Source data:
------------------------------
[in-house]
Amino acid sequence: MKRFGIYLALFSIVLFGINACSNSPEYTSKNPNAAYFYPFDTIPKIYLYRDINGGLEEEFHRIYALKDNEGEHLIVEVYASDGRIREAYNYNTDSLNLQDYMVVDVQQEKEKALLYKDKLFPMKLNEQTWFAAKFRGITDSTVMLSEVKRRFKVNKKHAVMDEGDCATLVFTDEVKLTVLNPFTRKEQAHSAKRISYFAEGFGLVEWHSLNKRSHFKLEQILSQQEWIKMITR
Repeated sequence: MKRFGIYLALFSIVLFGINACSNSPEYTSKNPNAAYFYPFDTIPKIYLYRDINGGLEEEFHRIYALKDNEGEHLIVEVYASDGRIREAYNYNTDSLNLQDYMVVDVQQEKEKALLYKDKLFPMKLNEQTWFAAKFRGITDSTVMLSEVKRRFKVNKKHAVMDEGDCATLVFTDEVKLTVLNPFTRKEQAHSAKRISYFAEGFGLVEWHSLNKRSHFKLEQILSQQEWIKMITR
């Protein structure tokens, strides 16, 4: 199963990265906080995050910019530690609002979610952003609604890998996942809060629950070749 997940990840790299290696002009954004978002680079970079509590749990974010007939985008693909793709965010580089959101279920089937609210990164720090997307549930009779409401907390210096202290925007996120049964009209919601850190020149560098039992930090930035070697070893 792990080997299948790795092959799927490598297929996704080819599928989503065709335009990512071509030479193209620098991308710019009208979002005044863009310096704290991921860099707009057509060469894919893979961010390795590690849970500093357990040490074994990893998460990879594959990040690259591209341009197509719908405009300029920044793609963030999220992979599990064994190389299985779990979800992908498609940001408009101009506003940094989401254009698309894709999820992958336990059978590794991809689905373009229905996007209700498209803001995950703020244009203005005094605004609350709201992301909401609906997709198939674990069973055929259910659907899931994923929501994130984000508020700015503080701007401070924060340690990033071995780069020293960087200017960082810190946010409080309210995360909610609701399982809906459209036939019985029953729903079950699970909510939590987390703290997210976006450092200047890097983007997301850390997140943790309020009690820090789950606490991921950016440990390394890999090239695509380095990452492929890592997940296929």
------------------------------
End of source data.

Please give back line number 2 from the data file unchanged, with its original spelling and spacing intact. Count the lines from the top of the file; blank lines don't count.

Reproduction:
Amino acid sequence: MKRFGIYLALFSIVLFGINACSNSPEYTSKNPNAAYFYPFDTIPKIYLYRDINGGLEEEFHRIYALKDNEGEHLIVEVYASDGRIREAYNYNTDSLNLQDYMVVDVQQEKEKALLYKDKLFPMKLNEQTWFAAKFRGITDSTVMLSEVKRRFKVNKKHAVMDEGDCATLVFTDEVKLTVLNPFTRKEQAHSAKRISYFAEGFGLVEWHSLNKRSHFKLEQILSQQEWIKMITR